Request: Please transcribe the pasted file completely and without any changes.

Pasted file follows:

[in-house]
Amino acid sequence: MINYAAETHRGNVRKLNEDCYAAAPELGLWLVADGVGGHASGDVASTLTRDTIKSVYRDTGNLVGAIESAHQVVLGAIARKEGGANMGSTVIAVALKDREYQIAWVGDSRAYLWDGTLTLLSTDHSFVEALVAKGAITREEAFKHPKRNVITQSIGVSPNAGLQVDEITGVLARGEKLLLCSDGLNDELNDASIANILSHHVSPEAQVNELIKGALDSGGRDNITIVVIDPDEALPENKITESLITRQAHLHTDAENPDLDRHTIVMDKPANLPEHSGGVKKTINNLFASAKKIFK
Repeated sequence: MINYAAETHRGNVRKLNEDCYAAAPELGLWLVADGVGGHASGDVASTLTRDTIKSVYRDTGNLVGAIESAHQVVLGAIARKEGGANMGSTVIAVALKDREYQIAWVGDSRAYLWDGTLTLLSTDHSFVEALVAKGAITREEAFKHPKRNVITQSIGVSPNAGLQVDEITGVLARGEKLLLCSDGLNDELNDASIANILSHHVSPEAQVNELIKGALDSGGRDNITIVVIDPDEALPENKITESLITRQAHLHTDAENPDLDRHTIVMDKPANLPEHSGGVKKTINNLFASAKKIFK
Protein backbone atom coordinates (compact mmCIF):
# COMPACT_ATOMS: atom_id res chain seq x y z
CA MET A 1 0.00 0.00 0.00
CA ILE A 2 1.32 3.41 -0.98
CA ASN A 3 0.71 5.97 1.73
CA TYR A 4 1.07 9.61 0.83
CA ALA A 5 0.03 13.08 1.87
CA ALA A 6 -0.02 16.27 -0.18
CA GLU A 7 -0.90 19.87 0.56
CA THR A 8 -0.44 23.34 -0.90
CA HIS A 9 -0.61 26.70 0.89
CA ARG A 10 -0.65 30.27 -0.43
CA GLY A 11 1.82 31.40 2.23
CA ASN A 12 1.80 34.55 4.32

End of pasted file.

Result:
[in-house]
Amino acid sequence: MINYAAETHRGNVRKLNEDCYAAAPELGLWLVADGVGGHASGDVASTLTRDTIKSVYRDTGNLVGAIESAHQVVLGAIARKEGGANMGSTVIAVALKDREYQIAWVGDSRAYLWDGTLTLLSTDHSFVEALVAKGAITREEAFKHPKRNVITQSIGVSPNAGLQVDEITGVLARGEKLLLCSDGLNDELNDASIANILSHHVSPEAQVNELIKGALDSGGRDNITIVVIDPDEALPENKITESLITRQAHLHTDAENPDLDRHTIVMDKPANLPEHSGGVKKTINNLFASAKKIFK
Repeated sequence: MINYAAETHRGNVRKLNEDCYAAAPELGLWLVADGVGGHASGDVASTLTRDTIKSVYRDTGNLVGAIESAHQVVLGAIARKEGGANMGSTVIAVALKDREYQIAWVGDSRAYLWDGTLTLLSTDHSFVEALVAKGAITREEAFKHPKRNVITQSIGVSPNAGLQVDEITGVLARGEKLLLCSDGLNDELNDASIANILSHHVSPEAQVNELIKGALDSGGRDNITIVVIDPDEALPENKITESLITRQAHLHTDAENPDLDRHTIVMDKPANLPEHSGGVKKTINNLFASAKKIFK
Protein backbone atom coordinates (compact mmCIF):
# COMPACT_ATOMS: atom_id res chain seq x y z
CA MET A 1 0.00 0.00 0.00
CA ILE A 2 1.32 3.41 -0.98
CA ASN A 3 0.71 5.97 1.73
CA TYR A 4 1.07 9.61 0.83
CA ALA A 5 0.03 13.08 1.87
CA ALA A 6 -0.02 16.27 -0.18
CA GLU A 7 -0.90 19.87 0.56
CA THR A 8 -0.44 23.34 -0.90
CA HIS A 9 -0.61 26.70 0.89
CA ARG A 10 -0.65 30.27 -0.43
CA GLY A 11 1.82 31.40 2.23
CA ASN A 12 1.80 34.55 4.32